Exploring outdoors 8.5 months Feet in Sand 8.5 moths Bubbles 8 months Beach Carrier Senses Crawling on Grass 9 months

 

Play: 2 to 4 Months

Continuing with the play theme, your 2 to 4 month old baby is definitely more alert, more interactive, and more interested in initiating exploring his world. You just need to give yourself permission to linger, to observe and to marvel. It will still take a while for him to organize purposeful movements, sounds, smiles, and coos, but if you linger it will happen. And then you will be addicted and do everything in your power to see him do it again!

A 2 to 3 month baby smiles and coos, holds his head more steadily in midline, and controls gross shoulder movements to reach his arm in space towards something interesting. His favorite toy is still YOU, but you can also introduce bold colored or simply patterned books or toys (or safe Christmas ornaments). His gross reach into space will be more like a punch with a closed fist (no controlled grasp with hand yet), but when his hands are closer to his body and face or on an object, they will open and scratch at the surfaces.

I caught my husband playing with Kellan on the changing table, giving and receiving “body blows” with right and left jabs and hooks. I LOVED seeing this because Neil entered Kellan’s world. He observed what Kellan was doing and gave meaning to it. Kellan’s blows knocked Neil a few paces backwards or to the side, and with every repetition, Kellan understood more and more that his movements were affecting his environment. He was in control! Smiles and coos followed. No laughs yet, but we are waiting to hear Kellan’s first giggle!

A 3 to 4 month baby definitely exhibits more control, keeping body symmetrical right and left, top to bottom. Reaching is more refined and, when body is supported, head control is great with very little wobbling! This all translates into more refined play. Baby will turn his head to your voice, follow you with his eyes, reach for and briefly grasp objects. Expect more cooing and smiling. And his favorite toy…..YOU! Faces fascinate baby, but if you need to step away, try placing baby near a mirror so he can see himself!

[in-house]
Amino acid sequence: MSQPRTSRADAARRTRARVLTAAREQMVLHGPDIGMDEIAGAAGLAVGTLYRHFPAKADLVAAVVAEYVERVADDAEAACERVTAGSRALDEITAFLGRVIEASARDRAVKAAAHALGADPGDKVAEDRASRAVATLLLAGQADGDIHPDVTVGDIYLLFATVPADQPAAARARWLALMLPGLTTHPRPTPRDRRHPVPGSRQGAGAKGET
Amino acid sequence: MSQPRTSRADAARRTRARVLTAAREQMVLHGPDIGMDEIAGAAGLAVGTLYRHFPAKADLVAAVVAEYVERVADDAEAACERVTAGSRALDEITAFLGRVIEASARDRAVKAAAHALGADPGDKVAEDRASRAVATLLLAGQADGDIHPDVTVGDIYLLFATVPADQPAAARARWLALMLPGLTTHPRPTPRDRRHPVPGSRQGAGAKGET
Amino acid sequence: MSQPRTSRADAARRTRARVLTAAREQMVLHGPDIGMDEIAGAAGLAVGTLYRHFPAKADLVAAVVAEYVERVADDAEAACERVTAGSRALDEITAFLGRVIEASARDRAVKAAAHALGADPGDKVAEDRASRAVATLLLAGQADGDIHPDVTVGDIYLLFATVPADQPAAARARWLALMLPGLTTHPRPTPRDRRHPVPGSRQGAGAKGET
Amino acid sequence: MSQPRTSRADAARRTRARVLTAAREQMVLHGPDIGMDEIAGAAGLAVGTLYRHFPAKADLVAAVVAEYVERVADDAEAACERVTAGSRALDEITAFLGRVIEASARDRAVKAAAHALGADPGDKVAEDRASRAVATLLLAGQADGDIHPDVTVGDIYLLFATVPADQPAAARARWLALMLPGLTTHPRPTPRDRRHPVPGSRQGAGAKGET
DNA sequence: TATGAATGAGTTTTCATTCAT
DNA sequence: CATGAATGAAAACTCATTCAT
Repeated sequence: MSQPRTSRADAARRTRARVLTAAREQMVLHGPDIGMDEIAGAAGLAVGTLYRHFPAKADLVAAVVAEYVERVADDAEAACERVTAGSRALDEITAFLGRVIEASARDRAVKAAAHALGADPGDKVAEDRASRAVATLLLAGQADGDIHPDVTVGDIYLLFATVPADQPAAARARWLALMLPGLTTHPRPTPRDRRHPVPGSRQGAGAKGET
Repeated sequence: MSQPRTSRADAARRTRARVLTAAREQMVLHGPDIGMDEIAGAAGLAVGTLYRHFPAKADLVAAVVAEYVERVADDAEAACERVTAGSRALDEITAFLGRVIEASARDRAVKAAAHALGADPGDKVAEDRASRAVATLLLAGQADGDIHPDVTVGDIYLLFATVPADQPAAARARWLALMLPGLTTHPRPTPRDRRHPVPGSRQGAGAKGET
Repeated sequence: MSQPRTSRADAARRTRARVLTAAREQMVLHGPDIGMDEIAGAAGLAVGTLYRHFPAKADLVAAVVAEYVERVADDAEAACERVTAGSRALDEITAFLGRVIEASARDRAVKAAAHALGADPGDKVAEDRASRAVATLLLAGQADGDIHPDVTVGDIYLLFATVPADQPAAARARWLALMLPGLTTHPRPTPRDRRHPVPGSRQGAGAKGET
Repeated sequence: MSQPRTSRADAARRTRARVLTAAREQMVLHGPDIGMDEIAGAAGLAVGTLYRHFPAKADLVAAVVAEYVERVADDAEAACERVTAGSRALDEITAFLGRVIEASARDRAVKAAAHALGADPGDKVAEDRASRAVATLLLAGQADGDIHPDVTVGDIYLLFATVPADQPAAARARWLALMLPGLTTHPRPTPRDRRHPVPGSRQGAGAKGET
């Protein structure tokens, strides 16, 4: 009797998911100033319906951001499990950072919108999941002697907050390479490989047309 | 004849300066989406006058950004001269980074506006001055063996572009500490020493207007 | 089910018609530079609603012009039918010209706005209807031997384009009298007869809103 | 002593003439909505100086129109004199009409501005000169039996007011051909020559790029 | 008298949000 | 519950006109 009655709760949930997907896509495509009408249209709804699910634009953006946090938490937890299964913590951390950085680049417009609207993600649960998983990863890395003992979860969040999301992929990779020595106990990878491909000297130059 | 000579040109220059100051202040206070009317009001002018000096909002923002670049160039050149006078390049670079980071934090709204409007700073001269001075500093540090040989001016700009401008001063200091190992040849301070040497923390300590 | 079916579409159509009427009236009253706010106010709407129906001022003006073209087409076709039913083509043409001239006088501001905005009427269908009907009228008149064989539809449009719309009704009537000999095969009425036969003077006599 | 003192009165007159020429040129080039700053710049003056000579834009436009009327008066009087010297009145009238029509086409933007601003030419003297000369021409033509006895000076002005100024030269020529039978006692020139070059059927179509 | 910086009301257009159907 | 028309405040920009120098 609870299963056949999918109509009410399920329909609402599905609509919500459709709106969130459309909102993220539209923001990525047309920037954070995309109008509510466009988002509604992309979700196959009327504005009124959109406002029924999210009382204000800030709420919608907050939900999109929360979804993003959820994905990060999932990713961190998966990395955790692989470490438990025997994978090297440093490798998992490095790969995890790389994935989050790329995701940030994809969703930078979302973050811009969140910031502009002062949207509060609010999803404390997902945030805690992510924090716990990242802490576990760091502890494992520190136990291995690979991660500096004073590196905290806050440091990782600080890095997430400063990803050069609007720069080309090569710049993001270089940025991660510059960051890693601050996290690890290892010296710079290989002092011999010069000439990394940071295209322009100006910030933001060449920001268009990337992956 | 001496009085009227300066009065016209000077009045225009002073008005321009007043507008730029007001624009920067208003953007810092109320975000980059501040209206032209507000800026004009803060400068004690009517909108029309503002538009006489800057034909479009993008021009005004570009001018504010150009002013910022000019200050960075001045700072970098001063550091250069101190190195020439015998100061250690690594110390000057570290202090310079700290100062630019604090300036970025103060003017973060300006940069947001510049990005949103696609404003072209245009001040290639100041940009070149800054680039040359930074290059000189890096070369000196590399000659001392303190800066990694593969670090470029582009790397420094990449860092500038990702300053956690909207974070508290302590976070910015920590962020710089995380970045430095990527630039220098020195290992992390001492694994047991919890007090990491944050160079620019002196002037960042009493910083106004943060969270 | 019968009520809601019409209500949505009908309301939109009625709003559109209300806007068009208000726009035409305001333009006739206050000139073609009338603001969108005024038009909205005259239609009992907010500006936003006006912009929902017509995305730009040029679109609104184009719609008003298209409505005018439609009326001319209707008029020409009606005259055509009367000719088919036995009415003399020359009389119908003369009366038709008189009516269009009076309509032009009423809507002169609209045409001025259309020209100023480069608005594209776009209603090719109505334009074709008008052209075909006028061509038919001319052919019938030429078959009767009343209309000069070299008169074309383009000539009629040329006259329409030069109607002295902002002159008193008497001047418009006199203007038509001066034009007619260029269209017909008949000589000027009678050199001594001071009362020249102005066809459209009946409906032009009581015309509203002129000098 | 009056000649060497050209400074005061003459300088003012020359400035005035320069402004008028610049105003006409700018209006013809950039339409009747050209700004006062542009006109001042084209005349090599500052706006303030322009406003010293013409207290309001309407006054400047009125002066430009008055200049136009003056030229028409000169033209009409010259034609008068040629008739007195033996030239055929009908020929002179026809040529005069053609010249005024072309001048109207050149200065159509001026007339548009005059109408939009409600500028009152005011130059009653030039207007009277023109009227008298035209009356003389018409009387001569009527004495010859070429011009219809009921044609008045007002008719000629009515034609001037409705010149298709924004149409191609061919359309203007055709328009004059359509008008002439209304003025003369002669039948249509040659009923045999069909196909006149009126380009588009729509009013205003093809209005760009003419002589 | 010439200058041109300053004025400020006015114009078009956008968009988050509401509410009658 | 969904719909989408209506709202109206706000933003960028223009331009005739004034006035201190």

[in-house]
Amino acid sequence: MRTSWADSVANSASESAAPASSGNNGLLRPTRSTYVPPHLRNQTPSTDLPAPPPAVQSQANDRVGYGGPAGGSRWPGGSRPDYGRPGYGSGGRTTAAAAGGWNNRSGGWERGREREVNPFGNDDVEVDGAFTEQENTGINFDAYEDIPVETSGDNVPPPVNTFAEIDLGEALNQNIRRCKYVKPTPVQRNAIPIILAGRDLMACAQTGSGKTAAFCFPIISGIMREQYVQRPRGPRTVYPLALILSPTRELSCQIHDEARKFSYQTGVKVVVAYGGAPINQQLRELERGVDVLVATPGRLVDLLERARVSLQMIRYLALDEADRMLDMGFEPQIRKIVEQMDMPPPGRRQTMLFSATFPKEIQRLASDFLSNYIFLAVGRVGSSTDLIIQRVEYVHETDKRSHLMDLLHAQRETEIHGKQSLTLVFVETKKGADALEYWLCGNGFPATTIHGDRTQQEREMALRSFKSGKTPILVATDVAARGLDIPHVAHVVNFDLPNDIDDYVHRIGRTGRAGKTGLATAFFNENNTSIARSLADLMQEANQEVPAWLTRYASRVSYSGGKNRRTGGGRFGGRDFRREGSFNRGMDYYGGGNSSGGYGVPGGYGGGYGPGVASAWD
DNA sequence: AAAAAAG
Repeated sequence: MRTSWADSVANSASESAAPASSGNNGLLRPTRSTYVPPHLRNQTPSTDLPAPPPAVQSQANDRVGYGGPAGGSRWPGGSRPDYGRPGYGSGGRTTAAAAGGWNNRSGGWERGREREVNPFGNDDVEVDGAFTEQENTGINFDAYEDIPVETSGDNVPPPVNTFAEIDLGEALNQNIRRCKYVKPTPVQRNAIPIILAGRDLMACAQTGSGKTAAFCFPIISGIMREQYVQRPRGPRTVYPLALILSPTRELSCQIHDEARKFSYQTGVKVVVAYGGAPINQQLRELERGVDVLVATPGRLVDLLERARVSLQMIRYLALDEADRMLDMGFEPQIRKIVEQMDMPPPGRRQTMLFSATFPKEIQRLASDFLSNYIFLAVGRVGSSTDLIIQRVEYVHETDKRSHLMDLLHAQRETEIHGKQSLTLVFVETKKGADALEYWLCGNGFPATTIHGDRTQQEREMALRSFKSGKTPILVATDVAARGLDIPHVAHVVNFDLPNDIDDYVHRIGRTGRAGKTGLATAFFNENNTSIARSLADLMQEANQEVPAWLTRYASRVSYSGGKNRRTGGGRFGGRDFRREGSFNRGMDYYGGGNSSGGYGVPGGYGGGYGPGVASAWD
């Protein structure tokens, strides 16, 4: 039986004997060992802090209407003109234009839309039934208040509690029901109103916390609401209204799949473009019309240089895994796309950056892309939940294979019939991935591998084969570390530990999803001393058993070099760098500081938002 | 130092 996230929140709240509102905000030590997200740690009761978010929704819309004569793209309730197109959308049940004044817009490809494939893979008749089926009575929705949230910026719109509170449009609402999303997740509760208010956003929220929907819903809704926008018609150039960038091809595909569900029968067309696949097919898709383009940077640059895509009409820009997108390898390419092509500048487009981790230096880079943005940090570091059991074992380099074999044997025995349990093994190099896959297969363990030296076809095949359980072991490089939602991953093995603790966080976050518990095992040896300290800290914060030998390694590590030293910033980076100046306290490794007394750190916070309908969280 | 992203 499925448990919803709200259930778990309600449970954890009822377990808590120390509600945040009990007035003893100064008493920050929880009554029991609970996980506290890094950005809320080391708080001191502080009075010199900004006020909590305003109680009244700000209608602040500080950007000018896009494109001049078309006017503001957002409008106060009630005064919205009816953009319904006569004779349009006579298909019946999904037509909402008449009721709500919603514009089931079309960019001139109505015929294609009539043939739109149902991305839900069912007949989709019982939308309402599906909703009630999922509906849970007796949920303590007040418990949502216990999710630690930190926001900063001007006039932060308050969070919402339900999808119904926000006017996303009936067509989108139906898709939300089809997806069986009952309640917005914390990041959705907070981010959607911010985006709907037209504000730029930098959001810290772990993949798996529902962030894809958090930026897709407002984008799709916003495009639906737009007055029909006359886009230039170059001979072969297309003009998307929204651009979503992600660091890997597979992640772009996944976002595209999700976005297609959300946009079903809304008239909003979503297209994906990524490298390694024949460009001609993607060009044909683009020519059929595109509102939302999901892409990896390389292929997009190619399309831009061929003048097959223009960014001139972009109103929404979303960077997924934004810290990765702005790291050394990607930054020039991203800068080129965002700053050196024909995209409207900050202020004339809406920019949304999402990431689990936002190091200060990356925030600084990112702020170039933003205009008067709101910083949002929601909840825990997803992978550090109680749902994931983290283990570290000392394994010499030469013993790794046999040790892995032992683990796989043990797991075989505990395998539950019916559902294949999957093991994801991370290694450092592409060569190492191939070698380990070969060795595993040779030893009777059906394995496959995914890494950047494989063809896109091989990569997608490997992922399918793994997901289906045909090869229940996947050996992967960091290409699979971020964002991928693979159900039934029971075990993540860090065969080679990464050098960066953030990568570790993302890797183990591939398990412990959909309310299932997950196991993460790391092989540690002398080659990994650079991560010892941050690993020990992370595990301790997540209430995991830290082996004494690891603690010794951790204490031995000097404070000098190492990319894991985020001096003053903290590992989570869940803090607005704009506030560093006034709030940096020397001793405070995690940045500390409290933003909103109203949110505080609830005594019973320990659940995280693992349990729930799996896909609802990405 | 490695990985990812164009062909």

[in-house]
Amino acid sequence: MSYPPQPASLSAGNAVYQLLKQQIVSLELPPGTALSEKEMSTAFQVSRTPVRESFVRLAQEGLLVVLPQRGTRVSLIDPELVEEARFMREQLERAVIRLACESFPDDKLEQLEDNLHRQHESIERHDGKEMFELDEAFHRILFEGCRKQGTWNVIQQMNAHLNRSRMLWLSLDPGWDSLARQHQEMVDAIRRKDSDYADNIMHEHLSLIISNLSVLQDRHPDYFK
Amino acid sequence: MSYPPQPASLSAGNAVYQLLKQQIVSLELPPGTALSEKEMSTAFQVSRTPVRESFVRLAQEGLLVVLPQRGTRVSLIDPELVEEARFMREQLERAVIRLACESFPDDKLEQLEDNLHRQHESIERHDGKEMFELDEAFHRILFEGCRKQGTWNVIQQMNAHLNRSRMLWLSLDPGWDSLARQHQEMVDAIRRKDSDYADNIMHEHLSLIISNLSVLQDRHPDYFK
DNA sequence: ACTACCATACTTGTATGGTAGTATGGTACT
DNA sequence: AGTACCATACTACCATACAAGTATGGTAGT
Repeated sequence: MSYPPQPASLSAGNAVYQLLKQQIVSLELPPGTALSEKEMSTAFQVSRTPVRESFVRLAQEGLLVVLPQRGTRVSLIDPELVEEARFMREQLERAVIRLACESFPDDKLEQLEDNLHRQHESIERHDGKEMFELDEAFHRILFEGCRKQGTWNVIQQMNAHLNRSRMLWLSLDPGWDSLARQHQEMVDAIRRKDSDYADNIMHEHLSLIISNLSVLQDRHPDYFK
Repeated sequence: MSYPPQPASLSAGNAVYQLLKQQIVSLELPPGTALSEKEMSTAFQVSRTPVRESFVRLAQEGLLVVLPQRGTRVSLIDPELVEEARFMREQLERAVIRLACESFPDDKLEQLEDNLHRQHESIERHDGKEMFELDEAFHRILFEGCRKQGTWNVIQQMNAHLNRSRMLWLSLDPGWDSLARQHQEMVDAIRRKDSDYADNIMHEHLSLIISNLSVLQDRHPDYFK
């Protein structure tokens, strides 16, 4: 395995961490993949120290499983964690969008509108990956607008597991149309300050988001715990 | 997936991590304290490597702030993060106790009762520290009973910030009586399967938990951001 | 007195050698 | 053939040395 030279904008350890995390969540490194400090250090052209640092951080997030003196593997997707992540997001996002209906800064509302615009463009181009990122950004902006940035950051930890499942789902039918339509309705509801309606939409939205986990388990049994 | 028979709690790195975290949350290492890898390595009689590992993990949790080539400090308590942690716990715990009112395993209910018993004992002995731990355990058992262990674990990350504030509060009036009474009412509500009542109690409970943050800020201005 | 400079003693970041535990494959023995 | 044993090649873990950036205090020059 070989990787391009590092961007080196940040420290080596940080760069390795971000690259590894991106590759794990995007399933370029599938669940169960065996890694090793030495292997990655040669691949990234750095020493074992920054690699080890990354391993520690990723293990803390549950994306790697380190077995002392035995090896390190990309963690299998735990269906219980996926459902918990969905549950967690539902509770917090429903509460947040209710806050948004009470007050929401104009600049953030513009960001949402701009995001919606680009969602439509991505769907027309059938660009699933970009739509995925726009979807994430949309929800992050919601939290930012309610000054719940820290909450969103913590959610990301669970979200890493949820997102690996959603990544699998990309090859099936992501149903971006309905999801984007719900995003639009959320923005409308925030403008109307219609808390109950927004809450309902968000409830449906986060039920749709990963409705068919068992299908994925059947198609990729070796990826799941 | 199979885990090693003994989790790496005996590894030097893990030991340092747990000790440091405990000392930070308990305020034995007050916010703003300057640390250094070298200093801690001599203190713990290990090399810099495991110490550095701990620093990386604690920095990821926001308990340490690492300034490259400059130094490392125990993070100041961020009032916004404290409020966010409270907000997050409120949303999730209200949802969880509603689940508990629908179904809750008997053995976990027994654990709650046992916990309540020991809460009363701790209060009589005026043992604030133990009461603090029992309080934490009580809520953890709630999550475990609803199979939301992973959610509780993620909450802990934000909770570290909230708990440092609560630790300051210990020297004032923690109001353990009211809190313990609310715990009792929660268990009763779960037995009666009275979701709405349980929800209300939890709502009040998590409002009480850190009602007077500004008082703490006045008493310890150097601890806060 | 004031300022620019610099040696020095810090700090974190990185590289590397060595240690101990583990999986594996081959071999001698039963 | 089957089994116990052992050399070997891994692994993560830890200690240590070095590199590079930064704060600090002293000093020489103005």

Babies at this time are busy exploring all that they see. Because head control is greatly improved, eyes have the opportunity to fix themselves on different objects to study them. You will find baby staring at you and if in the right position, different parts of his own body (which he considers to be completely separate from himself). Though he can’t yet do it by himself, if you bring his feet into view, he will study them like they are the most amazing phenomena ever. This often elicits gross reaching and swiping at them. Self-discovery is so important, and this age is a perfect one to start “naked playtime.” Take his clothes and diaper off and in a warm room on a blanket or floor mat, place him on back, tummy and side and let him move around and explore in the buff. He will get his hand-to-hand, hand-to-chest, hand-to-face/head/mouth. If your house is just too cold, linger a little longer in the bathtub for the same experience.